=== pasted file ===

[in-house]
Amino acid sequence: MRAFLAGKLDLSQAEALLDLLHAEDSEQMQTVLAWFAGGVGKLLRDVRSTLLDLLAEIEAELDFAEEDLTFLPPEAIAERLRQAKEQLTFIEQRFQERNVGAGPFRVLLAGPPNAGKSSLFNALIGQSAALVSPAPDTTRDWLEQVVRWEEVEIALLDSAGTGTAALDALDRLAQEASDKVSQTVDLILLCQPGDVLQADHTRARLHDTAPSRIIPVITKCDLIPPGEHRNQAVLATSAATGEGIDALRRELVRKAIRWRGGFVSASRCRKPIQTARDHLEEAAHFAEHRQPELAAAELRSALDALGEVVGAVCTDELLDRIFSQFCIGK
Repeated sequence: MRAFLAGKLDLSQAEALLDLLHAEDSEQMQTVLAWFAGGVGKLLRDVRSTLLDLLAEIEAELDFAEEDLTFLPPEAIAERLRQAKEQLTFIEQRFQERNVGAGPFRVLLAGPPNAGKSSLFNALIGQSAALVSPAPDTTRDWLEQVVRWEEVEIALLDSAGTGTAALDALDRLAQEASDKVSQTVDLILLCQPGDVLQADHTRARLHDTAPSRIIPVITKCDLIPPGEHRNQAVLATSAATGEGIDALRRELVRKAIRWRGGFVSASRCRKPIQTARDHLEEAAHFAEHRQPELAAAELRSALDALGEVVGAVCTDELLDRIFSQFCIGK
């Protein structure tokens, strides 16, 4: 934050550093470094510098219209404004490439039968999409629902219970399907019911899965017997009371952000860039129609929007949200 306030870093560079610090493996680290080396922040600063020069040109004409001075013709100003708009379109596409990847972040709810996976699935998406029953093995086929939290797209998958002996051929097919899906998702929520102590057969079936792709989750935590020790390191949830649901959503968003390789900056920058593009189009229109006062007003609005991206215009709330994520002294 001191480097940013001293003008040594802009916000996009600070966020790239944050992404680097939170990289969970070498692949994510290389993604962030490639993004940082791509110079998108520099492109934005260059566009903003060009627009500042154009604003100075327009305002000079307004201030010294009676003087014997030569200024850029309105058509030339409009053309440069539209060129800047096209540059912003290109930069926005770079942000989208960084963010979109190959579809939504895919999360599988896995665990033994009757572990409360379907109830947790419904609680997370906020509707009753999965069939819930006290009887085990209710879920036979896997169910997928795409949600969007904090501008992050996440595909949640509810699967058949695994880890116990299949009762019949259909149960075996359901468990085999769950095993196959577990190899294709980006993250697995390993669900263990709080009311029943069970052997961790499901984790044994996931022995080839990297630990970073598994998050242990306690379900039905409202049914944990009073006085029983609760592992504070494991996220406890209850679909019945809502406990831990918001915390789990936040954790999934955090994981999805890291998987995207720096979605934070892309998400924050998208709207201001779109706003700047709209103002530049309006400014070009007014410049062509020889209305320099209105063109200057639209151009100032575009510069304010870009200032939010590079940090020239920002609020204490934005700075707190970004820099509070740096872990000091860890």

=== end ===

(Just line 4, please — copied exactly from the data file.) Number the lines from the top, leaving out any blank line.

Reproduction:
């Protein structure tokens, strides 16, 4: 934050550093470094510098219209404004490439039968999409629902219970399907019911899965017997009371952000860039129609929007949200 306030870093560079610090493996680290080396922040600063020069040109004409001075013709100003708009379109596409990847972040709810996976699935998406029953093995086929939290797209998958002996051929097919899906998702929520102590057969079936792709989750935590020790390191949830649901959503968003390789900056920058593009189009229109006062007003609005991206215009709330994520002294 001191480097940013001293003008040594802009916000996009600070966020790239944050992404680097939170990289969970070498692949994510290389993604962030490639993004940082791509110079998108520099492109934005260059566009903003060009627009500042154009604003100075327009305002000079307004201030010294009676003087014997030569200024850029309105058509030339409009053309440069539209060129800047096209540059912003290109930069926005770079942000989208960084963010979109190959579809939504895919999360599988896995665990033994009757572990409360379907109830947790419904609680997370906020509707009753999965069939819930006290009887085990209710879920036979896997169910997928795409949600969007904090501008992050996440595909949640509810699967058949695994880890116990299949009762019949259909149960075996359901468990085999769950095993196959577990190899294709980006993250697995390993669900263990709080009311029943069970052997961790499901984790044994996931022995080839990297630990970073598994998050242990306690379900039905409202049914944990009073006085029983609760592992504070494991996220406890209850679909019945809502406990831990918001915390789990936040954790999934955090994981999805890291998987995207720096979605934070892309998400924050998208709207201001779109706003700047709209103002530049309006400014070009007014410049062509020889209305320099209105063109200057639209151009100032575009510069304010870009200032939010590079940090020239920002609020204490934005700075707190970004820099509070740096872990000091860890």